10 Ways to Prevent, Detect, and Fight Identity Theft

Clearing up identity theft requires time and money—hours spent getting reports and affidavits proving the theft, figuring out what's been compromised, and then working to recover your identity their identity back. That's a lot of time to spend recovering from a crime of which you were a victim.

While you can't fully prevent identity theft—for example, if your information is compromised in a data breach—you can greatly reduce your risk by acting quickly when your personal information has been compromised.

Place a Fraud Alert on Your Credit Report

Man showing his fake identity card to security
Fanatic Studio/Getty Images

A fraud alert makes it harder for thieves to open accounts in your name by warning other businesses to confirm your identity before moving forward with an application. You can place ​a fraud alert on your credit report by contacting just one of the three credit bureaus and it's free. A fraud alert lasts from 90 days to 7 years depending on the type of alert you add.

Adding a fraud alert to your credit report entitles you to a free copy of your credit report. It's a good opportunity to review your report for any suspicious activity.

Freeze Your Credit Report

A security freeze goes a step beyond a fraud alert by you to unlock your credit report with a PIN or password before a business can pull your credit. It's free to freeze your credit report and unlike a fraud alert, the security freeze doesn't expire. You'll also have to provide proof of your identity and request a security freeze with each credit bureau separately.

Order Your Free Credit Reports

Each year, you're entitled to one free credit report from each of the three credit bureaus. By ordering one of your three reports every four months, you can keep an eye on your credit all year long. The only drawback to this method is that you only see one bureau's report at a time. So if the identity theft doesn't show up on all three of your reports, you could miss it for a year.

Buy Your Credit Reports

If you've used up your annual credit reports, you can purchase your full report directly from the credit bureau or through myFICO. You can choose whether to purchase a credit report from a single credit bureau or a three-in-one credit report which gives you a more complete view of your credit history.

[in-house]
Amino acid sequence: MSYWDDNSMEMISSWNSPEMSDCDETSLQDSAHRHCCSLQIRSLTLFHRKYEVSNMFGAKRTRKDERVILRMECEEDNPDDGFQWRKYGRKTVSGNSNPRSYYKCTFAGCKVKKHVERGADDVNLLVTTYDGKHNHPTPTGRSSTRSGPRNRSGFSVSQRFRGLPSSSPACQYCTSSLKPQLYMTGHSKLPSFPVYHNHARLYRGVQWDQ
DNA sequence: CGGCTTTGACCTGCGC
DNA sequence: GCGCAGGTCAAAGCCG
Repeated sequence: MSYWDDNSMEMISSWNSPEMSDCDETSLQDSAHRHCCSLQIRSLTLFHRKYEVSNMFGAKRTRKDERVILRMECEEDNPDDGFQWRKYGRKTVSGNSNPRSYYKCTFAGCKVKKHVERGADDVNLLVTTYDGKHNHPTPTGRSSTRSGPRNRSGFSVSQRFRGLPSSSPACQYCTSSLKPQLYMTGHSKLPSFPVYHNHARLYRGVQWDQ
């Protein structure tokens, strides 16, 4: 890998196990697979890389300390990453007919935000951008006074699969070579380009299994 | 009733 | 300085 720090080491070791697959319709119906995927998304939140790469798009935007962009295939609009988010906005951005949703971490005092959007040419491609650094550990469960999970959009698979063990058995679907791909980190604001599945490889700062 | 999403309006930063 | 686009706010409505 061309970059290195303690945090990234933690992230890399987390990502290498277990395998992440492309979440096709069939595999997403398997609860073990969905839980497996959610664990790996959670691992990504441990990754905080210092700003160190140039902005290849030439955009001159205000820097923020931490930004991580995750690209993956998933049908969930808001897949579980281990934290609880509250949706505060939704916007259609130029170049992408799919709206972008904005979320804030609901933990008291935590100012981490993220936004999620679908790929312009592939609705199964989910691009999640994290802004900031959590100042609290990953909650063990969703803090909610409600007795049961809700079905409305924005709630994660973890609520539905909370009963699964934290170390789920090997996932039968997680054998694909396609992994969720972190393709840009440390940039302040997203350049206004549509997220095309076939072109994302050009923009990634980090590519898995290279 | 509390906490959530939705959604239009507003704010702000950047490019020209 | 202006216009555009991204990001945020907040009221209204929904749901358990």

Monitor Your Accounts Online

Creating an online account with your bank and each of your credit card and loan accounts allows you to easily keep up with your account activity. Log in to check your account periodically to make sure no unauthorized charges have been made on your account. Keep your login information safe by not writing it down and not telling it to anyone.

Some banks and credit card issuers offer fraud notifications to alert you to suspicious activity on your account. These notifications can help you catch unauthorized use before extensive damage is done.

Enroll in Credit Monitoring

Even though we don't recommend it because of the high cost versus alternatives, credit monitoring is one way of detecting identity theft. Compare the cost of some credit monitoring services to the cost of ordering your credit report, and you'll find that buying a few credit reports a year can be cheaper. If you decide to sign up for credit monitoring, make sure you shop around.

Keep Your Social Security Number Safe

In the wrong hands, your social security number can be lethal to your credit. Avoid carrying your social security card in your wallet. Don't write your number down, enter it in a non-secure website, or send it over public wifi. Be wary of who may be watching or listening when you give your number to customer service representatives.

Pick Up Your Check Order

Stolen checks are another way thieves take your identity. With your routing and checking account number, a thief can create new checks and use them to make purchases. When you order new checks, consider picking them up from the bank rather than having them mailed to your home. Report any missing check orders to your bank right away.

Stop Pre-Approved Credit Card Offers

Those pre-approved credit card offers have your personal information on them. Thieves have been known to use these offers to get credit cards in the victim's name. Shred credit card offers before throwing them away. Or stop them altogether by opting-out either temporarily or permanently.

Pay Your Bills Online

In #8, you learned that identity thieves use checks to steal your identity. Well, they can also steal checks out of your mailbox when you mail bills. Many banks now offer online bill pay. If you can't send your bills from a secure post office box, pay them online on a secure network, like your home wifi, to protect your account information.

Article Sources

  1. Federal Trade Commission Consumer Information. "Place a Fraud Alert." Accessed Feb. 29, 2020.

  2. Federal Trade Commission Consumer Information. "Credit Freeze FAQs." Accessed Feb. 29, 2020.

  3. Federal Trade Commission. "Get My Free Credit Report." Accessed Feb. 29, 2020.